Omaha, Nebraska-based Berkshire Hathaway is run by legendary investor Warren Buffett, and is one of the largest corporations in the United States, with a market capitalization of more than $185 billion. Its operations are divided into three segments: Insurance and Other; Railroad, Utilities and Energy; Finance and Financial products. In 2010, it wrote more than $30 billion in insurance premiums, and total revenues exceeded $136 billion. Including its vast equity portfolio and $40 billion in cash, total assets amounted to $372 billion. Berkshire remains active on the acquisition front, and is always looking to bolster its vast operations with new purchases. It consistently targets companies that are managed well, are among the market leaders in its particular industry, and generate material cash flow.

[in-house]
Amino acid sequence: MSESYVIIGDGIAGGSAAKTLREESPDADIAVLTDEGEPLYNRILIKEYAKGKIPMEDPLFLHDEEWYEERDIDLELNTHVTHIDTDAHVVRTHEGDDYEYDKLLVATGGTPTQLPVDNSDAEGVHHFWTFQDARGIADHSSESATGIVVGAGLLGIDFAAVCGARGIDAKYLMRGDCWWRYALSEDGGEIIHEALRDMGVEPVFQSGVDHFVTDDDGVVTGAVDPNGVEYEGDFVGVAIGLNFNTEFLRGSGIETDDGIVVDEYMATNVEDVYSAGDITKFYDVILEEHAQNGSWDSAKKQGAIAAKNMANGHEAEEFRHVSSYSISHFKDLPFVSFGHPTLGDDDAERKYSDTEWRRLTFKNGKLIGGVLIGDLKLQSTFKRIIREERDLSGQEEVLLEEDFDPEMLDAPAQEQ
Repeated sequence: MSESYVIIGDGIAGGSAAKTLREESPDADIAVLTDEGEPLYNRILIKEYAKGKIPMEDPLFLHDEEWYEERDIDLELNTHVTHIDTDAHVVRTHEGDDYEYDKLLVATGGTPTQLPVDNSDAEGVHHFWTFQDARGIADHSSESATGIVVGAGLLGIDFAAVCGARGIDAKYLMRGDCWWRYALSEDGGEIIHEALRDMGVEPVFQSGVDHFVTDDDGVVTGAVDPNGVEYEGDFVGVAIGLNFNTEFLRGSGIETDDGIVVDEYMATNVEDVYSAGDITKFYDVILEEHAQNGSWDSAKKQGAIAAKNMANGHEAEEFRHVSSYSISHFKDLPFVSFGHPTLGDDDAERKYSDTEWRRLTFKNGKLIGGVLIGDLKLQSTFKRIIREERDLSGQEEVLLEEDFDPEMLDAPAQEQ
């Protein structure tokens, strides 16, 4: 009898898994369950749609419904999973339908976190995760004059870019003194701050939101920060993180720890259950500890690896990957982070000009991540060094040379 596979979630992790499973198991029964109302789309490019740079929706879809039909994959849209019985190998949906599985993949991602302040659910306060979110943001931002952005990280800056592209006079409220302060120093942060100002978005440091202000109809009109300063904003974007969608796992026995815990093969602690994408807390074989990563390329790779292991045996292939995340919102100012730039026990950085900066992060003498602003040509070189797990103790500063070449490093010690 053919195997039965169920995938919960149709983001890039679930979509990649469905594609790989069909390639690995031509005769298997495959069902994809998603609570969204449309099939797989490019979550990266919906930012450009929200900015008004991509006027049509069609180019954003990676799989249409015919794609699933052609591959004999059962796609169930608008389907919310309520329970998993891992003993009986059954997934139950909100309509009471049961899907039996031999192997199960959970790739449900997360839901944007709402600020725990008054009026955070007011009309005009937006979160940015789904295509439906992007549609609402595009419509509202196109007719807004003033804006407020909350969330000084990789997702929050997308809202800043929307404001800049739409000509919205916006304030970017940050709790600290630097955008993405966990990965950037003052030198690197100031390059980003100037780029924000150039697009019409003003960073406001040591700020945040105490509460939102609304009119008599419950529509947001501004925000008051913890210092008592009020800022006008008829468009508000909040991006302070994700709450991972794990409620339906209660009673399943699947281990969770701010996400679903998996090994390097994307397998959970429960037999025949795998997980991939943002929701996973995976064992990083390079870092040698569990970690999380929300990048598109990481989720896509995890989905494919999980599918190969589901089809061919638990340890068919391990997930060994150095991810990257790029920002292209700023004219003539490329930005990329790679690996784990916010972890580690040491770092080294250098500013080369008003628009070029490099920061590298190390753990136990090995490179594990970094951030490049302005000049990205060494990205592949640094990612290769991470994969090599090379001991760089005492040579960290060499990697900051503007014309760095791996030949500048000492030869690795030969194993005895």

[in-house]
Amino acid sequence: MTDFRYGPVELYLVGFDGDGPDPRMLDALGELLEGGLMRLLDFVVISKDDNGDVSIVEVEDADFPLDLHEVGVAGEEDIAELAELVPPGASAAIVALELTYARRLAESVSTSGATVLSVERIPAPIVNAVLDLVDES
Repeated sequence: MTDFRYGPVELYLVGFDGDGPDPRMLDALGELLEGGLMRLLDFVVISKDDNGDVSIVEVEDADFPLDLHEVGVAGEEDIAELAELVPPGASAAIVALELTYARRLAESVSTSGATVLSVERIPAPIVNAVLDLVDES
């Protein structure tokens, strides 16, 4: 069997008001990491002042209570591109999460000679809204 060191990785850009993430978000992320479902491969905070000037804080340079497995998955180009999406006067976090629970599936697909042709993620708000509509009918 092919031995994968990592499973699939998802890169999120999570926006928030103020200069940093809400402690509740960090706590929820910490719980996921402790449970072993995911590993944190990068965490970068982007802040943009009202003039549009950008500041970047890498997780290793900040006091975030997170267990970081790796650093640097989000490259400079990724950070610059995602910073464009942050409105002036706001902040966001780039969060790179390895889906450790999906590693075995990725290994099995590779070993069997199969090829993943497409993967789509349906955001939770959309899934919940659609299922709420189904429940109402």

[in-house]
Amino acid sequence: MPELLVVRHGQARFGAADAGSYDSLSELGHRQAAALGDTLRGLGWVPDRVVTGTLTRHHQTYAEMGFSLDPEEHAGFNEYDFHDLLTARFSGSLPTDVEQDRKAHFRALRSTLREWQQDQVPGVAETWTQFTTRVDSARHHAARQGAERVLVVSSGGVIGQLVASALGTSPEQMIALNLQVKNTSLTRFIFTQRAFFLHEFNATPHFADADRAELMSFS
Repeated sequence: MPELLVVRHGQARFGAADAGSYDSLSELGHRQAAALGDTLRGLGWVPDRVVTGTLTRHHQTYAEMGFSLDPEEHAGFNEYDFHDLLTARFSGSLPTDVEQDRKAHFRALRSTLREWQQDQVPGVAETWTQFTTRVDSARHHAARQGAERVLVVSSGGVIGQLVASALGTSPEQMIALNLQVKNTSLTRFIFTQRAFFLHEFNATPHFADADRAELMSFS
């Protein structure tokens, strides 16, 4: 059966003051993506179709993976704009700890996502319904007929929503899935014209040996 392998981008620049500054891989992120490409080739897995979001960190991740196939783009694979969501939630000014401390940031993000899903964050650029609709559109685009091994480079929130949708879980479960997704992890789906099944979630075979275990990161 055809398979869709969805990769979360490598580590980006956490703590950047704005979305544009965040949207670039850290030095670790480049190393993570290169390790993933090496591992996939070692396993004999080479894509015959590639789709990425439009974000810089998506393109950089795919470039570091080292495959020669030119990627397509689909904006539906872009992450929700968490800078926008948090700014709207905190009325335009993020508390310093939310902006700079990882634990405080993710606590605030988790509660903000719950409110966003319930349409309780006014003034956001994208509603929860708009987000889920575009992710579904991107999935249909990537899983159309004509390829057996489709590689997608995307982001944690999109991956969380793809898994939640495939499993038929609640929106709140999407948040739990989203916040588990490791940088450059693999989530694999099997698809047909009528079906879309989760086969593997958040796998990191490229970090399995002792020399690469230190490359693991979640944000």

As mentioned earlier, Berkshire Hathaway has two classes of stock. Due to the A-shares’ hefty stock price, the B-shares are typically more appealing and obtainable for the majority of investors. Berkshire’s stock has performed remarkably well since Mr. Buffett took control, and the company’s prospects, due to its variety of successful businesses, is solid. Thus, we recommend Berkshire stock to buy-and-hold investors. Lastly, the company’s healthy track record and excellent financial position, make this stock an appealing choice for conservative accounts, as well.
At the time of this article's writing, the author did not have positions in any of the companies mentioned.